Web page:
If you’re about to get fired, then there’s a good chance the warning signs are all around you. The problem is, you’ve likely chosen to ignore them. If you want to stay on top of your game, always keep an eye out for telltale signs that your job is in danger. That way, you can make some quick changes before you’re handed a pink slip.
Your performance review was less than perfect
A bad performance review could be as simple as your boss helping you improve in your job. On the other hand, a bad performance review could be a paper trail that leads to being fired. Employment expert Howard Levitt for Monster.ca says your employer may be creating a paper trail to build a case against you for termination. Don’t be lulled into a false sense of security either, simply because you’ve only had minor incidents that have spanned over a long period of time. Those too, suggest Levitt, can amount to cumulative cause for dismissal.
Your boss won’t look you in the eye
Barring social anxiety, there may be a good reason why your boss can no longer look you in the eye when speaking. The first may be that he or she really isn’t that interested in speaking with you. The second reason may be that he or she is hiding something from you. Either way, not looking you in the eye speaks volumes when it comes from your boss.
Your HR manager is behaving strangely around you
People are only human. When there’s bad news afoot, you can usually see it in the faces of those who are privy to the information. My friend was on his way to see his boss. When he passed the HR manager’s office, she threw herself dramatically over her computer screen, as if to hide what she was writing. He thought it was an odd thing to do. But when he was fired that same workday, it all made sense.
Coworkers stop speaking when you enter the room
The same odd behavior you’ve witnessed coming from your HR manager has now spread to your coworkers. If you walk into a room only to be met with silent stares, there’s a good chance they know something you don’t. If your “friends” seem to shy away from you, it probably means something’s up.
Your company is going through a merger
After a merger, it’s not uncommon for a company to lay off employees. That’s because mergers generally take place for the purpose of joining two or more companies to achieve greater efficiencies of scale and productivity.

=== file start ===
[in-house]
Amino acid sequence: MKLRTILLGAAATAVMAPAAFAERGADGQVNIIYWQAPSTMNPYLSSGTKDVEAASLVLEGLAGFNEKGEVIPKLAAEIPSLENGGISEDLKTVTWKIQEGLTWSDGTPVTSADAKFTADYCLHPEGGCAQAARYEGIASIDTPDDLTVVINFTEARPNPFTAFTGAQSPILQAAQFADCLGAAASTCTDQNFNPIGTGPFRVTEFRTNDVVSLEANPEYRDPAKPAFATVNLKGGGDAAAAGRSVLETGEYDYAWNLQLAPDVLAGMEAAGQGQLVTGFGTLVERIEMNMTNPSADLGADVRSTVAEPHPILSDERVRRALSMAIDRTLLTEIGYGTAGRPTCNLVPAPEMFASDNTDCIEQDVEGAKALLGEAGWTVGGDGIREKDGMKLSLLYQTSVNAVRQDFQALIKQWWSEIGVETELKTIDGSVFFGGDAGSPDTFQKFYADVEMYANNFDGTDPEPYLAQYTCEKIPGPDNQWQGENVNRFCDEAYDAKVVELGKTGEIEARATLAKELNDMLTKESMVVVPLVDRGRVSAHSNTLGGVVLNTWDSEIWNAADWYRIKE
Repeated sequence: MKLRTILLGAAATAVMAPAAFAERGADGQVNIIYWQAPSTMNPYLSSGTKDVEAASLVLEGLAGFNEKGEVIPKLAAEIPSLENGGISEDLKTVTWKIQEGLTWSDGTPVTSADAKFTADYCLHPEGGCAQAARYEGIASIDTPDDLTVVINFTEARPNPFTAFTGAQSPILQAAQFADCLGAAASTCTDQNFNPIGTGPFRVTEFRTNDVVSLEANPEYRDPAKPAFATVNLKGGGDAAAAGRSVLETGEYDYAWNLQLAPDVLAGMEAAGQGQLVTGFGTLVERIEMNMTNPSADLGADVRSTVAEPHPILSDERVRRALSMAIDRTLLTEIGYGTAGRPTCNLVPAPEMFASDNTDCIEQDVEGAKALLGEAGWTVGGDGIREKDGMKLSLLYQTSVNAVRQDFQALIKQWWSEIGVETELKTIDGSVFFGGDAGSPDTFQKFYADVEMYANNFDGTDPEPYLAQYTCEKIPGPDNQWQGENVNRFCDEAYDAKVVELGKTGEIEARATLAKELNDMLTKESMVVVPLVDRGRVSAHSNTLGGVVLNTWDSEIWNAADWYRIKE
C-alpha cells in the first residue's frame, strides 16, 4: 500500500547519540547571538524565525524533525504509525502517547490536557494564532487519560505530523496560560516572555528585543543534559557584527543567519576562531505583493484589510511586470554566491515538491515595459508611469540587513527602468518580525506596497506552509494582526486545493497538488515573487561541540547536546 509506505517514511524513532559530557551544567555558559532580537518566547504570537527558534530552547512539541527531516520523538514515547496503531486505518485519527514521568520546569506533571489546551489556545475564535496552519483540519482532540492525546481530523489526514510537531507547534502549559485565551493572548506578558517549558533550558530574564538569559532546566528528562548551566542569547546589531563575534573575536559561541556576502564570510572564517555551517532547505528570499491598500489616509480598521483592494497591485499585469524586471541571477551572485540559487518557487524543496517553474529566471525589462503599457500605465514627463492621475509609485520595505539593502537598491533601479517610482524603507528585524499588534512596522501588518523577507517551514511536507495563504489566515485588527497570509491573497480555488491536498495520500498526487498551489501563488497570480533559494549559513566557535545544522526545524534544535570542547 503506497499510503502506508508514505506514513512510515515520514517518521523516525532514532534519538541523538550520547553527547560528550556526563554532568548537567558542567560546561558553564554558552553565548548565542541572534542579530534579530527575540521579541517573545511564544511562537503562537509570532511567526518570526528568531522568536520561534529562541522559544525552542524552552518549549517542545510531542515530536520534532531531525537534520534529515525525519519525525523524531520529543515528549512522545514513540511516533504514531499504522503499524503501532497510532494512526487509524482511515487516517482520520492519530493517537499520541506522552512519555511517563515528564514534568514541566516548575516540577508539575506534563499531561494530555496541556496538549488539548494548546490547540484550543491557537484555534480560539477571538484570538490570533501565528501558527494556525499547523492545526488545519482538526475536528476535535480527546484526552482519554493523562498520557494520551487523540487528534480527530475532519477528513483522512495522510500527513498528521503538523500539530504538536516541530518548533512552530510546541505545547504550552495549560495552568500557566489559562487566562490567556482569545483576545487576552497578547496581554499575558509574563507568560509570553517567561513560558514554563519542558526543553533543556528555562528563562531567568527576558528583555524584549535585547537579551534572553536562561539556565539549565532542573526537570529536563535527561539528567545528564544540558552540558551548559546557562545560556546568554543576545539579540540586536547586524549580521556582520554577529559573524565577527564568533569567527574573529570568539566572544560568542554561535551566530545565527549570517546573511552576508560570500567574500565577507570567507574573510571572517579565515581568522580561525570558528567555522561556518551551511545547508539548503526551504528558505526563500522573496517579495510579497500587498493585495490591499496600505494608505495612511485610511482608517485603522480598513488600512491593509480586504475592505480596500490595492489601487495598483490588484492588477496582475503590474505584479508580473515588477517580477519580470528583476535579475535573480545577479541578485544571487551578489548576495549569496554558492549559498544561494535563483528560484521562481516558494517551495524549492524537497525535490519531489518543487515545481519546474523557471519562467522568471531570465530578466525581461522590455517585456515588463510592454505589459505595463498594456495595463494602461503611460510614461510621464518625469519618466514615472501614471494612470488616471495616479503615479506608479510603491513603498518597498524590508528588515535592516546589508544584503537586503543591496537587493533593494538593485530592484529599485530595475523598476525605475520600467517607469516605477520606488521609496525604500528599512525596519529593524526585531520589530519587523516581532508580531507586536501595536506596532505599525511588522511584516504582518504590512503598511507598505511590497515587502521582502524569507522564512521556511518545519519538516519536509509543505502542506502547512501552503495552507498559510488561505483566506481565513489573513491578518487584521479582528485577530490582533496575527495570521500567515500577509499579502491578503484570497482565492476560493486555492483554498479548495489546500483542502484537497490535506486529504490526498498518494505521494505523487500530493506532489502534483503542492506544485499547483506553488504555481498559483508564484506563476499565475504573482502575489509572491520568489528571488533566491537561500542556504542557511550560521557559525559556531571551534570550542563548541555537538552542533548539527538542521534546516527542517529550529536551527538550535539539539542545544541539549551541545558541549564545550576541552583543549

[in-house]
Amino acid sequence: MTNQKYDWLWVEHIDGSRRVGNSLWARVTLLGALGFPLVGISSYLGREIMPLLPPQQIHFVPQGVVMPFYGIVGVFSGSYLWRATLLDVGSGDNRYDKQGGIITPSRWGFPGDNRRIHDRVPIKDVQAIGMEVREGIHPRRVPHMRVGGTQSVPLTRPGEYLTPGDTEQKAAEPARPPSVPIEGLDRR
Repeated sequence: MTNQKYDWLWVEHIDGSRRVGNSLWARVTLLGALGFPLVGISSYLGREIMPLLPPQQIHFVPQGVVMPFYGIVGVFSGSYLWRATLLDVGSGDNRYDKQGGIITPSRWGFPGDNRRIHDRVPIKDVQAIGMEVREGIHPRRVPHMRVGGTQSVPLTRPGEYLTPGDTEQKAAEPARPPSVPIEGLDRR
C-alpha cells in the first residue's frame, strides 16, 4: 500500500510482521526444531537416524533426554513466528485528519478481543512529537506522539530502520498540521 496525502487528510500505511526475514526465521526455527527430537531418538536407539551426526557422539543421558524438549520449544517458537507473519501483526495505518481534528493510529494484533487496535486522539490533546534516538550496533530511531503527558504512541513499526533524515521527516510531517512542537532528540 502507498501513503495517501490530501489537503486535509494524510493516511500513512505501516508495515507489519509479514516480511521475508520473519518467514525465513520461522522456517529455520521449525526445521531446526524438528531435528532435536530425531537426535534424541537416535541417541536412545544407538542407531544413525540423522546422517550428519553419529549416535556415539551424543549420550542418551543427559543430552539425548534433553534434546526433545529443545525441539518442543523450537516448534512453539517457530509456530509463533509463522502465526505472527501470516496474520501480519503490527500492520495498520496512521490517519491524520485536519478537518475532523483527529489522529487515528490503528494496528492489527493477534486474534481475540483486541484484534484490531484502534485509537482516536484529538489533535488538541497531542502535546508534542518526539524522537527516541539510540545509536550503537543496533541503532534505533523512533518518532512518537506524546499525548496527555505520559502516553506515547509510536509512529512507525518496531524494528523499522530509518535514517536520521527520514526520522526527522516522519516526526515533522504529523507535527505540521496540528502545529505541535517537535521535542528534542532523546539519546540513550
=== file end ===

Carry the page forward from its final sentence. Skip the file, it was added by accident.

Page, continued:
Back in 2005, when Procter & Gamble announced that it would buy Gillette for $57 billion, 6,000 people were slated to lose their jobs once the companies joined. Peter Cappelli, director of Wharton’s Center for Human Resources at the University of Pennsylvania, says the reason why is because the investors focus on costs, which generally means cutting workers to save money.
So, if you’re hearing rumors about mergers, then sit down with your boss and have a good heart to heart about your future with the company. Going through merger suggests it’s time to clean house, and that could mean dropping you from payroll.
Your boss goes to your subordinates for information
You were once a “go-to” person for your boss. But lately, all signs point towards being left out of the loop. Most companies have a clear chain of command. When it’s disturbed, and your boss goes to subordinates for information that he could easily get from you, then your position may soon become obsolete.
You’re suddenly being micromanaged
On the other hand, if you’re suddenly being micromanaged, that could indicate that your boss no longer trusts you or feels you’re capable of completing the simplest of tasks.
You’re given impossible tasks
Suddenly your boss is handing you projects or tasks too impossible to complete. In the 2006 film “The Devil Wears Prada,” assistant Andy Sachs, played by Anne Hathaway, is given the impossible task of obtaining an unpublished Harry Potter manuscript for her boss Miranda Priestly, played by Meryl Streep. Streep’s character attempts to undermine her assistant with a task too hard to complete for the mere pleasure of seeing her fail and, therefore, firing her.
Your life may not be a movie script, but this scenario may sound eerily familiar. If your boss is asking you to jump through hoops with unrealistic tasks, then he or she may just be looking for an excuse to fire you.
You don’t fit into the company culture
Not all company cultures will fit your work style. In short, company culture is the personality of a company. It generally defines the environment in which employees work and may include company mission, value, ethics, expectations, goals and work environment. For instance, some companies have a team-based culture and expect employee participation on all levels — even socially.
I once worked for a company with a strange work culture that I just couldn’t wrap my head around. Upon hire, my boss asked me if I played tennis, which I (sheepishly) said, occasionally. He then asked me to consider joining his private club, so that we could play tennis over lunch. The truth was, I hadn’t played tennis since high school. Not to mention, membership to his club was substantially more than my yearly salary could afford.
Still, he became slighted and somewhat enraged that I wouldn’t join. I soon found out that succeeding in that company meant giving into the alpha-male culture. I couldn’t do that, so I was fired. If you’re told you don’t fit into the company culture, then don’t be surprised if you’re suddenly handed a pink slip.
— Katherine Marko